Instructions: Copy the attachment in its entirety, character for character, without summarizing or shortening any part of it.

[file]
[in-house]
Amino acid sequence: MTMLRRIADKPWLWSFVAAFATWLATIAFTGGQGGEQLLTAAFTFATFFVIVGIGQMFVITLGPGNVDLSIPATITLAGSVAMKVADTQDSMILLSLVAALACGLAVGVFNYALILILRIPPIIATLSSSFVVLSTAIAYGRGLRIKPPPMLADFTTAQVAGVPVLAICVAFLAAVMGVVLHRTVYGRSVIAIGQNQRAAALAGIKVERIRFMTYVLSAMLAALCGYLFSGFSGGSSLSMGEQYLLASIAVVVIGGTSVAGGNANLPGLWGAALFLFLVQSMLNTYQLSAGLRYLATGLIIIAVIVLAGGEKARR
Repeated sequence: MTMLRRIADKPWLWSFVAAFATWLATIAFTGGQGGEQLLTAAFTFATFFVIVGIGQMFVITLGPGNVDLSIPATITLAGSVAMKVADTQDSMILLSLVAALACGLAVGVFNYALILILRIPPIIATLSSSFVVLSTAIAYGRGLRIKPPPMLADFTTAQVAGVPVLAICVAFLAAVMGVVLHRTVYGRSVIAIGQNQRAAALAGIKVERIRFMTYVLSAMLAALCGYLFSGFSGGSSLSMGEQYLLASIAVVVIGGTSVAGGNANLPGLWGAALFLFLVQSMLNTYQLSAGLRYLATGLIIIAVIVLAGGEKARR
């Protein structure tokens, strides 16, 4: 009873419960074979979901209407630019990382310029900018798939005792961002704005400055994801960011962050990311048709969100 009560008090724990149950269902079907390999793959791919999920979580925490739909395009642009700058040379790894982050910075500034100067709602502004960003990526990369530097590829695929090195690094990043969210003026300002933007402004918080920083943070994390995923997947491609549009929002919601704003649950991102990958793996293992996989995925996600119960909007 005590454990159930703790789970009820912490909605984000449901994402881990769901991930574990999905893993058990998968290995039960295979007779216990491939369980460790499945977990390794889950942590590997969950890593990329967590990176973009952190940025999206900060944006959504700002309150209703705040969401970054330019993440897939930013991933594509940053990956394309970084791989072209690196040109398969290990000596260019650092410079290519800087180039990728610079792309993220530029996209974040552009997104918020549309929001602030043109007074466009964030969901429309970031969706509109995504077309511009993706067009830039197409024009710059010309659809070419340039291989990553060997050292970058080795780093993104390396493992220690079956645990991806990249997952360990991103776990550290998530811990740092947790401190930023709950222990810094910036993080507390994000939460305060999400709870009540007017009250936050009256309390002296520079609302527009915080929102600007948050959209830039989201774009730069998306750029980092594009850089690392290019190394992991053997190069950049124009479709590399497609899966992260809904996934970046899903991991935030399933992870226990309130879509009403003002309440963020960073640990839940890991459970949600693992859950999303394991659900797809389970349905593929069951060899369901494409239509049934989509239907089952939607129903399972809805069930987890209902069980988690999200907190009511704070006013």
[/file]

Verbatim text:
[in-house]
Amino acid sequence: MTMLRRIADKPWLWSFVAAFATWLATIAFTGGQGGEQLLTAAFTFATFFVIVGIGQMFVITLGPGNVDLSIPATITLAGSVAMKVADTQDSMILLSLVAALACGLAVGVFNYALILILRIPPIIATLSSSFVVLSTAIAYGRGLRIKPPPMLADFTTAQVAGVPVLAICVAFLAAVMGVVLHRTVYGRSVIAIGQNQRAAALAGIKVERIRFMTYVLSAMLAALCGYLFSGFSGGSSLSMGEQYLLASIAVVVIGGTSVAGGNANLPGLWGAALFLFLVQSMLNTYQLSAGLRYLATGLIIIAVIVLAGGEKARR
Repeated sequence: MTMLRRIADKPWLWSFVAAFATWLATIAFTGGQGGEQLLTAAFTFATFFVIVGIGQMFVITLGPGNVDLSIPATITLAGSVAMKVADTQDSMILLSLVAALACGLAVGVFNYALILILRIPPIIATLSSSFVVLSTAIAYGRGLRIKPPPMLADFTTAQVAGVPVLAICVAFLAAVMGVVLHRTVYGRSVIAIGQNQRAAALAGIKVERIRFMTYVLSAMLAALCGYLFSGFSGGSSLSMGEQYLLASIAVVVIGGTSVAGGNANLPGLWGAALFLFLVQSMLNTYQLSAGLRYLATGLIIIAVIVLAGGEKARR
């Protein structure tokens, strides 16, 4: 009873419960074979979901209407630019990382310029900018798939005792961002704005400055994801960011962050990311048709969100 009560008090724990149950269902079907390999793959791919999920979580925490739909395009642009700058040379790894982050910075500034100067709602502004960003990526990369530097590829695929090195690094990043969210003026300002933007402004918080920083943070994390995923997947491609549009929002919601704003649950991102990958793996293992996989995925996600119960909007 005590454990159930703790789970009820912490909605984000449901994402881990769901991930574990999905893993058990998968290995039960295979007779216990491939369980460790499945977990390794889950942590590997969950890593990329967590990176973009952190940025999206900060944006959504700002309150209703705040969401970054330019993440897939930013991933594509940053990956394309970084791989072209690196040109398969290990000596260019650092410079290519800087180039990728610079792309993220530029996209974040552009997104918020549309929001602030043109007074466009964030969901429309970031969706509109995504077309511009993706067009830039197409024009710059010309659809070419340039291989990553060997050292970058080795780093993104390396493992220690079956645990991806990249997952360990991103776990550290998530811990740092947790401190930023709950222990810094910036993080507390994000939460305060999400709870009540007017009250936050009256309390002296520079609302527009915080929102600007948050959209830039989201774009730069998306750029980092594009850089690392290019190394992991053997190069950049124009479709590399497609899966992260809904996934970046899903991991935030399933992870226990309130879509009403003002309440963020960073640990839940890991459970949600693992859950999303394991659900797809389970349905593929069951060899369901494409239509049934989509239907089952939607129903399972809805069930987890209902069980988690999200907190009511704070006013």